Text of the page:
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Council member Keisha Sean Waites during discussion as the Atlanta City Council held their first in person meeting since they were suspended at start of the pandemic In Atlanta on Monday, March 21, 2022. (Bob Andres / robert.andres@ajc.com)

Credit: robert.andres@ajc.com

Credit: robert.andres@ajc.com

”We have a revolving door with individuals being incarcerated and arrested for petty crimes,” said Councilmember Keisha Sean Waites, the resolution’s cosponsor.

All three sponsors of the measure are new to council this year. Waites said she wants this latest measure to be vetted by the council’s public safety committee, and is in no rush to pass it.

“We believe the time is right, right now,” Waites said. “It’s not closing, but the work is repurposing the jail to provide the resources for individuals who are there who wish and seek to get help.”

Councilman Antonio Lewis, another cosponsor, emphasized the detention center holds people accused of minor, nonviolent crimes, and many of them need support for mental health or substance abuse.

“These aren’t the people breaking into our cars all day, everyday. These aren’t the people that are shooting us.” Lewis said. “The public has been coming down (to City Hall) about this issue more than anything else.”

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Council member Antonio Lewis during discussion as the Atlanta City Council held their first in person meeting since they were suspended at start of the pandemic In Atlanta on Monday, March 21, 2022. (Bob Andres / robert.andres@ajc.com)

Credit: robert.andres@ajc.com

Council member Antonio Lewis during discussion as the Atlanta City Council held their first in person meeting since they were suspended at start of the pandemic In Atlanta on Monday, March 21, 2022.   (Bob Andres / robert.andres@ajc.com)

Credit: robert.andres@ajc.com

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Council member Antonio Lewis during discussion as the Atlanta City Council held their first in person meeting since they were suspended at start of the pandemic In Atlanta on Monday, March 21, 2022. (Bob Andres / robert.andres@ajc.com)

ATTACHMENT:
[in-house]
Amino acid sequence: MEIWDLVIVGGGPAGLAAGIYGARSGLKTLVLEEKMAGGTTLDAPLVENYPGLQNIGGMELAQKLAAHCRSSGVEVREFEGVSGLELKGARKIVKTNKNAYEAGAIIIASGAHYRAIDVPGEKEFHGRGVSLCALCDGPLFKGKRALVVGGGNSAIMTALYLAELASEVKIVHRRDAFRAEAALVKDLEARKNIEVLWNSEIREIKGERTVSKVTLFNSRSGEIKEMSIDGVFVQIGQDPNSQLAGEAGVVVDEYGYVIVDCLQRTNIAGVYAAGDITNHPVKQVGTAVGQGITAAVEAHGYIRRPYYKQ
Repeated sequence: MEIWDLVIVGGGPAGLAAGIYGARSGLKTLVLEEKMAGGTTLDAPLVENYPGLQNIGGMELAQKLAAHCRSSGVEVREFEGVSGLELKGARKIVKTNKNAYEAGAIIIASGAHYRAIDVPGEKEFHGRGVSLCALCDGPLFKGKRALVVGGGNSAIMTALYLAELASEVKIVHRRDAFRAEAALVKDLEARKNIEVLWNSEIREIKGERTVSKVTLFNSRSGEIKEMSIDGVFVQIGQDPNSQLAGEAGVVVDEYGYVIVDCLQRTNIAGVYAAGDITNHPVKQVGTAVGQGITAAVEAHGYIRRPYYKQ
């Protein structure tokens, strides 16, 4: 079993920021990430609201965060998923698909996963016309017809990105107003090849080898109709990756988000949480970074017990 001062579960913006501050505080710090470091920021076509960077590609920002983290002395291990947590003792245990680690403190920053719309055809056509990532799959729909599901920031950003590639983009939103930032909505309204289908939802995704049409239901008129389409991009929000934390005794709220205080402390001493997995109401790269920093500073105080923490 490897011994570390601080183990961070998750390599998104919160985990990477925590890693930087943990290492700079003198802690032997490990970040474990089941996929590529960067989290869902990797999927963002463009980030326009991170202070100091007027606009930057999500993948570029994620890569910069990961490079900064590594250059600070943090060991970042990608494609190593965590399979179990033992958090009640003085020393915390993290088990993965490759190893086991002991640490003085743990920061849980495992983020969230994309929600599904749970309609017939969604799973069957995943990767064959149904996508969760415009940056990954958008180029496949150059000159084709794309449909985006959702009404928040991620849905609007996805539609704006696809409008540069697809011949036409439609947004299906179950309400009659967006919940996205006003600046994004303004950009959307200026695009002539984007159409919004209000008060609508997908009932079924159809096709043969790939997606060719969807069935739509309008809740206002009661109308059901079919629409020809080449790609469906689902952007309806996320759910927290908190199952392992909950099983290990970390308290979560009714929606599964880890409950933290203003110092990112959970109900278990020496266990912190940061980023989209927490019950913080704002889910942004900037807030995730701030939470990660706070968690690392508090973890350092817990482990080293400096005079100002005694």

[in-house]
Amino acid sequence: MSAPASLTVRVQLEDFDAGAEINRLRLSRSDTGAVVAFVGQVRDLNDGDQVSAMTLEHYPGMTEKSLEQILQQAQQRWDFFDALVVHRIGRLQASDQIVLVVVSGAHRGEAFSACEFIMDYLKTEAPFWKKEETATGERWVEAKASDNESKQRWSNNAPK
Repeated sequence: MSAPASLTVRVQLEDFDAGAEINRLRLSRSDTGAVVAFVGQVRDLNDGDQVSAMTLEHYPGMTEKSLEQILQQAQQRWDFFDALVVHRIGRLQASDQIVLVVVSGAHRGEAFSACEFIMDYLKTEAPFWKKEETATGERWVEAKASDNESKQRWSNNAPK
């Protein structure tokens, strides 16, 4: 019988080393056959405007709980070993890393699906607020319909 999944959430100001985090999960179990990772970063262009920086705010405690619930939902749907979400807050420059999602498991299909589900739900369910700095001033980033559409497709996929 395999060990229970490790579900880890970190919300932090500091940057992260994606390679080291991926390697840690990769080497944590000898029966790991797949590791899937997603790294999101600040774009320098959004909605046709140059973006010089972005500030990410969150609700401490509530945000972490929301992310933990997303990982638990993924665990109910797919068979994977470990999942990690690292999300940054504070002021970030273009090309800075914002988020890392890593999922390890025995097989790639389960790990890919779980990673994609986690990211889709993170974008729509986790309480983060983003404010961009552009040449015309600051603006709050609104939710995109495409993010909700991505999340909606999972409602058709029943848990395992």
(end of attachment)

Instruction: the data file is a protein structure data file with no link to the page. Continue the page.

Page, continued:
Credit: robert.andres@ajc.com

Credit: robert.andres@ajc.com

Councilmember and cosponsor Liliana Bakhtiari acknowledged their measure may face a tough road ahead, but feels it’s an important effort to undertake.

“This is to push the conversation forward instead of waiting,” Bakhtiari said.

During the city’s budget hearings, dozens of residents, health care providers, legal professionals, and activists filled the council chambers to advocate for the detention center’s closure.

“The momentum is on our side,” said Devin Barrington-Ward, a former council candidate and task force participant. He said they encouraged the new lawmakers to draft this measure long before their swearing in ceremony in January.

“Having our legislation introduced under this new administration and a new council is indicative of the power of the people,” he said.

Robyn Hasan, executive director at Women on the Rise, said the measure itself shows the council is actually listening to residents, even if she is still concerned about the resolution’s fate in the council.

But Rachelle O’Neil, who worked for Lewis for 19 years, said she has spoken with the late congressman’s family, including his brother and son, who support the detention center’s repurposing and renaming.

”When people visit the center, it will embody his spirit,” she said.